I grew up listening to my parents’ Weavers records, but didn’t know much about them beyond the 1982 documentary Wasn’t That a Time. Jesse Jarnow’s biography has the same title, with the subhead The Weavers, the Blacklist, and the Battle for the Soul of America (DaCapo Press). And it was a literal battle too; Jarnow describes, in horrifying detail about attendees at a pre-Weavers benefit concert in Peekskill, New York, being pelted with rocks, the police even joining in (one saying, “We beat the hell out of them. I got two myself”). It feels all too contemporary, as do the struggles the group faces about “selling out” when they achieve success. An inspiring story of performers dedicated to fighting the good fight, whatever the costs.

ace-of-cupsAce of Cups were a strong draw in the San Francisco Bay Area from 1967 to 1972. But the all-female group never had resources to tour beyond the region, and thus remained a local attraction, never releasing a single recording. Decades later, George Baer Wallace of High Moon Records caught the reformed group performing at Wavy Gravy’s 75th birthday party and promptly offered them a deal to record their first-ever studio album. Four of the five original members (Denise Kaufman, Mary Ellen Simpson, Mary Gannon, Diane Vitalich) signed up, and they’re joined on their self-titled debut album by such friends as Bob Weir (Grateful Dead), Jack Casady (Jefferson Airplane), and Buffy Sainte-Marie, among others. The music is a terrific blend of pop, rock, and a bit of country, folk, and blues. Look for another album in 2019.

The year also saw the release of the first album by the English Beat since 1982, Here We Go Love! (Here We Go Records). Note that this is the Dave Wakeling, U.S. version of the band; Ranking Roger heads up the U.K. lineup. The politically-minded Wakeling pours it on in the opening track, “How Can You Stand There?,” an attack on apathy, which, for all its contemporary vibe, was actually written in 2010. It’s music to get both your mind and your feet moving (case in point: the self-explanatory “If Killing Worked It Would’ve Worked By Now”). There’s also a note of sadness amidst the merriment; “Never Die” is a ballad reflecting on lost loved ones. But most of the album is upbeat, a reminder of the importance of dancing on in the face of adversity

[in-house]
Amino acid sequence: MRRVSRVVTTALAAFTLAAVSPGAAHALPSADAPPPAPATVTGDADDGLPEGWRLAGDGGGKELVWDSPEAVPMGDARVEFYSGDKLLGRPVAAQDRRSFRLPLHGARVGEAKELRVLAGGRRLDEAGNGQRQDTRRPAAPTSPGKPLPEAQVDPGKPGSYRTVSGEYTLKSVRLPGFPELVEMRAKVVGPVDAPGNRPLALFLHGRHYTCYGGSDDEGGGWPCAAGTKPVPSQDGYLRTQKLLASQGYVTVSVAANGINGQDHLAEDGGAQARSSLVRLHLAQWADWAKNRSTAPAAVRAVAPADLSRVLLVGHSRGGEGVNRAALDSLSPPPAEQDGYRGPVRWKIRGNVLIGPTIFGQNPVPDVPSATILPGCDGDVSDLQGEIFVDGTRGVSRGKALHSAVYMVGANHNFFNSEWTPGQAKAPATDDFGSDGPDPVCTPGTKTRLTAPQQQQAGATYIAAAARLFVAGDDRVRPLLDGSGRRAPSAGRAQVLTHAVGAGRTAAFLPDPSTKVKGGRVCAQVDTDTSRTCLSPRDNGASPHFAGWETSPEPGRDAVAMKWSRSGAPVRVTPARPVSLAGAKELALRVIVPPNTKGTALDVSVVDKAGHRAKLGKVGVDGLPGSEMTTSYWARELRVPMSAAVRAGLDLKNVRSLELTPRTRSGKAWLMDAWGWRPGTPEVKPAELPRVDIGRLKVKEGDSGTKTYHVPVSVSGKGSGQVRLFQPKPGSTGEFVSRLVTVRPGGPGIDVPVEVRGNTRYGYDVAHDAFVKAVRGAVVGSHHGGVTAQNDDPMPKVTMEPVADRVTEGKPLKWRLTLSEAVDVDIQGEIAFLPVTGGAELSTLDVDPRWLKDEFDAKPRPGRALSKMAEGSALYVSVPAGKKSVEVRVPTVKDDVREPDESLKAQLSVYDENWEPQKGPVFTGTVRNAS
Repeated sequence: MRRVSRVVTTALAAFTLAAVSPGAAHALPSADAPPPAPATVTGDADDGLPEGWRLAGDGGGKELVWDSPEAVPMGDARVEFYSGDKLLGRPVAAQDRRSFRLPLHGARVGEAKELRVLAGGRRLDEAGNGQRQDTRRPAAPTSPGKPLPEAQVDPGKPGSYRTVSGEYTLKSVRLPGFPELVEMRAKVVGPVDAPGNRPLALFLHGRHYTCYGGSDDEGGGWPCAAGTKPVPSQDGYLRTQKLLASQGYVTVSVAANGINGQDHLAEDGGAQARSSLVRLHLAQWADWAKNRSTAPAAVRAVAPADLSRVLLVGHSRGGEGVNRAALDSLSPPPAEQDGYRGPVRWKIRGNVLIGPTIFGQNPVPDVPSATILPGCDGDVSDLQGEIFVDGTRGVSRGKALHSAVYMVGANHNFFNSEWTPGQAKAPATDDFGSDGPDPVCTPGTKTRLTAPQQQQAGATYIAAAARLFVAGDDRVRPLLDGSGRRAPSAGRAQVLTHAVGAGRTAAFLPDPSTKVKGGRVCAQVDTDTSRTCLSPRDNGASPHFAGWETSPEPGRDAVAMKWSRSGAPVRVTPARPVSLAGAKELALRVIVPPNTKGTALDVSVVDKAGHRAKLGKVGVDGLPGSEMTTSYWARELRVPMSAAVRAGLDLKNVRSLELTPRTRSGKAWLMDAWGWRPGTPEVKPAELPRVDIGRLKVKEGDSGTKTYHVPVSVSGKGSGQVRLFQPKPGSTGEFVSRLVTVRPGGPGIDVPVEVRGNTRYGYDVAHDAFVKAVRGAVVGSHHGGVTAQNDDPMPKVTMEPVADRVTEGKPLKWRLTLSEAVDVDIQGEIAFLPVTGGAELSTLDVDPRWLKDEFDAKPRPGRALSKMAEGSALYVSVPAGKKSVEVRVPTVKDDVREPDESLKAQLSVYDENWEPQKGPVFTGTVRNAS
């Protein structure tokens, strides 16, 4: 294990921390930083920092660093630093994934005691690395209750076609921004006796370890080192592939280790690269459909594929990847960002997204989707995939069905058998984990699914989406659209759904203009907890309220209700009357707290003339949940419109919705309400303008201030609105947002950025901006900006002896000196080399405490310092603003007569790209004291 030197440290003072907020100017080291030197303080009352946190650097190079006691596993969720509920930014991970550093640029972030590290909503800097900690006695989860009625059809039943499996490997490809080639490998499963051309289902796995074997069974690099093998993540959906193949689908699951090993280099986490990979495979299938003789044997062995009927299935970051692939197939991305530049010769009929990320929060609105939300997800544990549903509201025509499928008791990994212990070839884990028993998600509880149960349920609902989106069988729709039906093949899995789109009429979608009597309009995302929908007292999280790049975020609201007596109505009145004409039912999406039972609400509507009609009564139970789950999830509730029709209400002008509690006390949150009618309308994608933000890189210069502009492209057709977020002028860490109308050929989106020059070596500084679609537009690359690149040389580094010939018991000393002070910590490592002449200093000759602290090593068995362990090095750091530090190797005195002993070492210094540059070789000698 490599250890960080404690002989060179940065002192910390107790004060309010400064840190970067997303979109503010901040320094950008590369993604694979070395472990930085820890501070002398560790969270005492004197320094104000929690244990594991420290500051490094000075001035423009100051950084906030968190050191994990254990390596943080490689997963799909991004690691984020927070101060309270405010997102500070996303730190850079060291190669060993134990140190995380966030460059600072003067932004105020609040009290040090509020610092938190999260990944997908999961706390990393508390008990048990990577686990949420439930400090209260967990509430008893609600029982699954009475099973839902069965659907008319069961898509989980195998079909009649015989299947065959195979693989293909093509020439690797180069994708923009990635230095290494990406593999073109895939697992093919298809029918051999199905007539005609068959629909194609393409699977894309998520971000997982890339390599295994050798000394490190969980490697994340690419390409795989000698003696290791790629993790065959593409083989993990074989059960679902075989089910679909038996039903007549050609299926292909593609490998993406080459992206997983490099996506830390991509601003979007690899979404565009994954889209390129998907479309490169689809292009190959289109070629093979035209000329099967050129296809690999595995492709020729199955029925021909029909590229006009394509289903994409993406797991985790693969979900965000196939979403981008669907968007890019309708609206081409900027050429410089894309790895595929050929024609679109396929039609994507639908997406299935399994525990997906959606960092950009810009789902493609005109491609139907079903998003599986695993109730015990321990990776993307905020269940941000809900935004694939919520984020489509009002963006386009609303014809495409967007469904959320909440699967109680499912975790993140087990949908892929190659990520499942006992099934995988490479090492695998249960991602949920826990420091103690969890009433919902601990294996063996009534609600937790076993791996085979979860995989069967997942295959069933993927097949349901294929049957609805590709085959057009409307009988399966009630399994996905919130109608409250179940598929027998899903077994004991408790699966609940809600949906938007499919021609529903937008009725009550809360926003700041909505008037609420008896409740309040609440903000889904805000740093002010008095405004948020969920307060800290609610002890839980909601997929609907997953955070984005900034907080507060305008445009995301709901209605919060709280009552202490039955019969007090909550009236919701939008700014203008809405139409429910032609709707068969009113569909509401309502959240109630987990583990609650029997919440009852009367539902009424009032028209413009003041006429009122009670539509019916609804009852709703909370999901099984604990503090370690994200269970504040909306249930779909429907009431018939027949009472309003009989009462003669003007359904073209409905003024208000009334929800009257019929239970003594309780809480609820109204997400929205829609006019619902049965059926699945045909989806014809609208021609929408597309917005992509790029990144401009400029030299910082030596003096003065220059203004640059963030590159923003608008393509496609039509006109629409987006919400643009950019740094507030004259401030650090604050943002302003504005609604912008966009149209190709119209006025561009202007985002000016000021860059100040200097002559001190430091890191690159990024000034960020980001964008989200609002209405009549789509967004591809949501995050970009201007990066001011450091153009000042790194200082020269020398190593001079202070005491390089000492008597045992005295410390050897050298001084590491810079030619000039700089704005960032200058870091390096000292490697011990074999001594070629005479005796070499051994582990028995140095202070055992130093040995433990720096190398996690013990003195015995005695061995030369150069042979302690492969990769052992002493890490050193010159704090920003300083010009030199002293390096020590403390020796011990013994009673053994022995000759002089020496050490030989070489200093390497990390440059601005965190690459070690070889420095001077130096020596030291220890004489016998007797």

Quick cuts: Planet Jarre (Sony) offers a great overview of Jean-Michel Jarre’s 50 years an electronic music wizard. Among the 41 tracks are two new numbers, “Coachella Opening” and “Herbalizer” and the previously unreleased demo “Music for Supermarkets” from the early ’80s.

Bring It On Home: Peter Grant, Led Zeppelin, and Beyond — The Story of Rock’s Greatest Manager (DaCapo Press) is Mark Blake’s book on Zeppelin’s fearsome minder. Blake’s aided in his task by the participation of Grant’s family and colleagues. It’s an insightful look at a time when the music industry was far more freewheeling than it is today.

46059_02_Slipcase_Outside.inddR.E.M. fans will definitely want to put R.E.M at the BBC (Craft Recordings) on their holiday wish lists — and only the full box set will do. The 8 CDs are crammed with goodies, spanning some 20 years, including such favorites as “Losing My Religion” (four different versions), and deep catalog songs like “Hyena.” There’s also a DVD of rare TV appearances. Relish in the bounty.

Let me squeeze in one more, Bunk Johnson & Leadbelly at New York Town Hall 1947 (ORG Music), two legends accompanied by other stellar players, on vinyl for the first time. Don’t miss it.